Since Art has the magic to catch for the eternity the expression/impression of the creator, it would be enough to mention three of the works of the Cuban sculptor Jilma Madera (Pinar del Río, 1915-Havana, 2000) to refer to that artistic marks that exist to immortalize her: The Christ of Havana; the monument to José Martí, our National Hero, at the top of Pico Turquino (the highest Cuban elevation situated in Guamá municipality, Santiago de Cuba, in the eastern part of the country); and the one on the facade of the building of the Fragua Martiana (an open book, a flame and a five points star emerging from the smoke), in the Havanan capital.
Jilma -that in the oriental language means Flower of the countries- began to study, in 1942, at the National Academy of San Alejandro, and later on in The Art Student League (New York, United States of America). In San Alejandro she had the best sculptors of the epoch as professors, among them Juan José Sicre, the sculptor of the José Martí Monument at the Revolution Square (known as Civic Square before the Revolution). Since her early years, she was a follower of Martí. That’s why when she finished her studies in the Martiano Seminary of Havana University (Seminario Martiano de la Universidad de La Habana), she sculpted one of her most recognized pieces: the bust of José Martí. Precisely a replica of this sculpture was put at Pico Turquino (1974 meters above sea level) in the year of the Centenary of José Martí’s birth (1953), as Batista’s Government was not doing anything to remember him, so Jilma proposed to take it there, following the example of the Venezuelan that placed the bust of The Liberator Simón Bolívar in the Andes. The materials and the transfer of the play to the top were defrayed with the selling of some pieces of the National Hero sculpted by Jilma.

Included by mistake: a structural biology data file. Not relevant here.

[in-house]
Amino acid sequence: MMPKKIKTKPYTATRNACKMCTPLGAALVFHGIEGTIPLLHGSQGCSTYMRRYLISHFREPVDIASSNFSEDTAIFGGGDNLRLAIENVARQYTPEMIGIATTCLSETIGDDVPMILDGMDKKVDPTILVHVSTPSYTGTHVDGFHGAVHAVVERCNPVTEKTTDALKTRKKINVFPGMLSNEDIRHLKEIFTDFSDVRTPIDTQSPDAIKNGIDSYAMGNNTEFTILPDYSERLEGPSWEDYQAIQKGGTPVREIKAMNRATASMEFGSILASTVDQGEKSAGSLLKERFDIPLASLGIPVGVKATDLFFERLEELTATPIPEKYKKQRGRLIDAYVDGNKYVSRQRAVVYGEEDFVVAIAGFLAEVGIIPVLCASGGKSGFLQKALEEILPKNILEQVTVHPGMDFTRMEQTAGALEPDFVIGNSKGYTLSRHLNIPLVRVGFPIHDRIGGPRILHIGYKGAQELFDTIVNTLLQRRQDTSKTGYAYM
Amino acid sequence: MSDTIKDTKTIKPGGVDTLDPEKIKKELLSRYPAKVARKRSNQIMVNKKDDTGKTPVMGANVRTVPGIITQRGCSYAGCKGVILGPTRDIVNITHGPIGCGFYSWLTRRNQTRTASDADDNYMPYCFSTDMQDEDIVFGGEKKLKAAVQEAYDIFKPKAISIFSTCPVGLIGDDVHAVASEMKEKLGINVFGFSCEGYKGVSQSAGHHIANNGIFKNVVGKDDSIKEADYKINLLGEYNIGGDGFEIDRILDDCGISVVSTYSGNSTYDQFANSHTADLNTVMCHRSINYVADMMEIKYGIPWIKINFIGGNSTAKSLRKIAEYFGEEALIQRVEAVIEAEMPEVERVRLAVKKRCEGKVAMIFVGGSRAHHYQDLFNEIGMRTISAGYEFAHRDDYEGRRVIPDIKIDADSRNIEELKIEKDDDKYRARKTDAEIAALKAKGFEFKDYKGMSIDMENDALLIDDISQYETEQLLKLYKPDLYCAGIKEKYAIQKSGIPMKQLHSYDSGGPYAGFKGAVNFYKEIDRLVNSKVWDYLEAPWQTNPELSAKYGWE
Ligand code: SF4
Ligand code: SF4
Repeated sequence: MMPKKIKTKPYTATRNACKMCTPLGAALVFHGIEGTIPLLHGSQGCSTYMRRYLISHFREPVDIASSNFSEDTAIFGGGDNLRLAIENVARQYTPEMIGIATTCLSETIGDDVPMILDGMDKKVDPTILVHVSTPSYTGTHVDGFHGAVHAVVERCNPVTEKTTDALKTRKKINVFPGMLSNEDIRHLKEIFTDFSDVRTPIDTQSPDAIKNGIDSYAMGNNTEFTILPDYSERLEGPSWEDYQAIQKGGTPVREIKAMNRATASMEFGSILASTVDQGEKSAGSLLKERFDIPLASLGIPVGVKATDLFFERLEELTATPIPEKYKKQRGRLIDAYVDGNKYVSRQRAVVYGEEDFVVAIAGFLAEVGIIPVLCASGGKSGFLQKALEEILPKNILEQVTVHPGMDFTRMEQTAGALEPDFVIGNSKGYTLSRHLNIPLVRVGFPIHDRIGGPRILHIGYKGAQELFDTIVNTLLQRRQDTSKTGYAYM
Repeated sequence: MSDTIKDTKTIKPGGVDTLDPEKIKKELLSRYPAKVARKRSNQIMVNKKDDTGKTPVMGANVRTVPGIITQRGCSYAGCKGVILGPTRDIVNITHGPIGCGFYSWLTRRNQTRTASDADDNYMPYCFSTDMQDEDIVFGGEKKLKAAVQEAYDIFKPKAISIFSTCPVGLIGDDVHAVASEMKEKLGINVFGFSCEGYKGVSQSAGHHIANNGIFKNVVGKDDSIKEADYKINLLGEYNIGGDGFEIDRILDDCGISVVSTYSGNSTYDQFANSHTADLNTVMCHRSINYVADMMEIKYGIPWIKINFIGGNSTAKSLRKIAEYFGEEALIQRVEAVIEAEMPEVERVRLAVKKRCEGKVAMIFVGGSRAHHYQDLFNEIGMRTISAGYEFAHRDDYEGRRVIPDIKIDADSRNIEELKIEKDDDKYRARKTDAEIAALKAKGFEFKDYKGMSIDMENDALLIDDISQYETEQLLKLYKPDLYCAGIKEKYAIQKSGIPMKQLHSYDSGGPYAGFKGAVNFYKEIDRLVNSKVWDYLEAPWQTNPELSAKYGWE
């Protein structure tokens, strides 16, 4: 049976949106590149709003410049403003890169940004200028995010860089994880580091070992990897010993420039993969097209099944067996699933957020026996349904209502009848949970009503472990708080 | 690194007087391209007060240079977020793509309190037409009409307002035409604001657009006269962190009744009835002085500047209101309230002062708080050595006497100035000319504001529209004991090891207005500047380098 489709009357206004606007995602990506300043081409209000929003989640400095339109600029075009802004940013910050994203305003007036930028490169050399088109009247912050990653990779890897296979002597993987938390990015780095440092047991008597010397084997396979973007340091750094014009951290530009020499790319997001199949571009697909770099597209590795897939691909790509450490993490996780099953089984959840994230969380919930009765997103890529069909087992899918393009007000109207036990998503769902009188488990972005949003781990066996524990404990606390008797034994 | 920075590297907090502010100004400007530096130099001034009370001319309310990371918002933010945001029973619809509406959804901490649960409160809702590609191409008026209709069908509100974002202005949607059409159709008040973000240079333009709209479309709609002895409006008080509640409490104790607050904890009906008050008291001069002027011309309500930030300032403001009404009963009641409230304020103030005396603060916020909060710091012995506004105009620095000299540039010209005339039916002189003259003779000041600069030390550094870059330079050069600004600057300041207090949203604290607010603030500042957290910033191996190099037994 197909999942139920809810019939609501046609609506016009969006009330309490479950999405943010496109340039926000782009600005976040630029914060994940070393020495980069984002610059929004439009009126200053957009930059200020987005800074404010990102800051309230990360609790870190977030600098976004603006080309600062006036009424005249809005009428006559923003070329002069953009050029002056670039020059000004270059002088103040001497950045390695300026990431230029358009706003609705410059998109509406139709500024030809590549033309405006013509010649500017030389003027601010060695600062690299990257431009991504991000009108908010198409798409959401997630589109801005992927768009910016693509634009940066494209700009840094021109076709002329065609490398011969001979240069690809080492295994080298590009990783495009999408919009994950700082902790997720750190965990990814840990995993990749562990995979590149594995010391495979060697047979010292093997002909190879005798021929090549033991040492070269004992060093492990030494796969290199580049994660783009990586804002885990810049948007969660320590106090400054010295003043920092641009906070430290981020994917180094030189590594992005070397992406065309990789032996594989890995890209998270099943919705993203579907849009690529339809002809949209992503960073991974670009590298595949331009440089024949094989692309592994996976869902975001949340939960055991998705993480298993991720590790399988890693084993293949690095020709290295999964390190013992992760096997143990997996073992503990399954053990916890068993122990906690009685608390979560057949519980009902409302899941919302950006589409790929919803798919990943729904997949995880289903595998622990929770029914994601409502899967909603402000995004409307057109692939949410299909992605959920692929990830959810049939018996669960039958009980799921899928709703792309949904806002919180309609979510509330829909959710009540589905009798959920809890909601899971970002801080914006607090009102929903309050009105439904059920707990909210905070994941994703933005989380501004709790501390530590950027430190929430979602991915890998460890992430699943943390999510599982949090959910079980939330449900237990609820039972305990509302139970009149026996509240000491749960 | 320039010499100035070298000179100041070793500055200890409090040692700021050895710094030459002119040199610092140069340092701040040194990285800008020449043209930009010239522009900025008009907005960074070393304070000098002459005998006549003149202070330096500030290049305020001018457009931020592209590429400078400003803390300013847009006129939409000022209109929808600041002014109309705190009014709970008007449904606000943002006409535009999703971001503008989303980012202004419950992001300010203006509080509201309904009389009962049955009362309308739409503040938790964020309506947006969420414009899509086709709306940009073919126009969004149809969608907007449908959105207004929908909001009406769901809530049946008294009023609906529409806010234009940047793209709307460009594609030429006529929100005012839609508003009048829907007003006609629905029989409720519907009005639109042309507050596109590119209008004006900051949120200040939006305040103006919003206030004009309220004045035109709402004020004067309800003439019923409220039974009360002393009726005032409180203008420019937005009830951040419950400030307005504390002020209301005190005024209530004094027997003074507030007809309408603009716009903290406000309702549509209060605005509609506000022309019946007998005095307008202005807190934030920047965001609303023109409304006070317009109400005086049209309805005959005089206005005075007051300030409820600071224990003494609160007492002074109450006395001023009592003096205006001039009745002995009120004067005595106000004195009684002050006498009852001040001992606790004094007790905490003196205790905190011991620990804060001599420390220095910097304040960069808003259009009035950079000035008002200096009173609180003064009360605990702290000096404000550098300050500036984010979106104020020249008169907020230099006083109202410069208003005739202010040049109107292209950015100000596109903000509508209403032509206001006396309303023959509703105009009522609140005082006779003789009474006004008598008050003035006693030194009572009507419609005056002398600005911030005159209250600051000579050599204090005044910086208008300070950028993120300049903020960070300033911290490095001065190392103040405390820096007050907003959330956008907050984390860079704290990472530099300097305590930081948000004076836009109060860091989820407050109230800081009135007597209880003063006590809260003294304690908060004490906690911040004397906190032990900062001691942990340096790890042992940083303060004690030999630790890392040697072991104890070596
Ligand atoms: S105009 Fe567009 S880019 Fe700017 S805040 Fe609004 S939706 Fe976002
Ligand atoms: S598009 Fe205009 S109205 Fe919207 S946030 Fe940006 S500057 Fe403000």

The Christ of Havana
Another of her important marks is the Christ of Havana, made for a contest that in 1958 was organized in Cuba, and Jilma won it. Then she became the first woman to create a piece of such magnitude: 23 meters of height (3 in the base), with a total weight of 320 tons. It is made in white marble of Carrara (Italy) – where she sculpted it- and formed by 67 pieces that complete the whole body, and which were transported by ship, from the Old Continent to here. It was inaugurated on December 25th, 1958, and set on a hill with a considerable height, situated at the left of the entrance of Havana bay. As Jilma Madera explained in several interviews, the Christ has mixed race characteristics, “with an expression in his look different from the one religion has accustomed us to”. She imagined him as a leader who was anticipated to his epoch. It is a strong and big Christ; the pectorals can be easily observed, he has a sweet face and thick lips, and the sockets of his eyes are empty, because as the creator said “they can’t be seen in the distance”. As an artist she separated from the image we were accustomed to see, that’s why she “wanted to give austerity, love and, that force that situated him beside to the poor of the earth, as Martí said”, expressed the artist once.
After many years without an exhibition of her work, in the occasion of her 80th birthday she inaugurated the sample Love and Talent (Amor y talento), in a gallery of the Villa Panamericana, in the eastern part of the capital. The exhibition was integrated by small format pieces in iron, marble, clay… made over the 70’s, as since that time she didn’t work because of her vision troubles. It constituted another prize to the person who left her piano studies in the Conservatory because she was upset- as she confessed- she had never won any award. That is the reason why she entered San Alejandro Academy, where she won numerous awards; and the immense one of remaining forever among us. The creator also left her artistic marks in other countries, such as the bust of Eugenio María Hostos (San Juan, Puerto Rico) and the bust of Franklyn Delano Roosevelt (Washington, U.S.A.),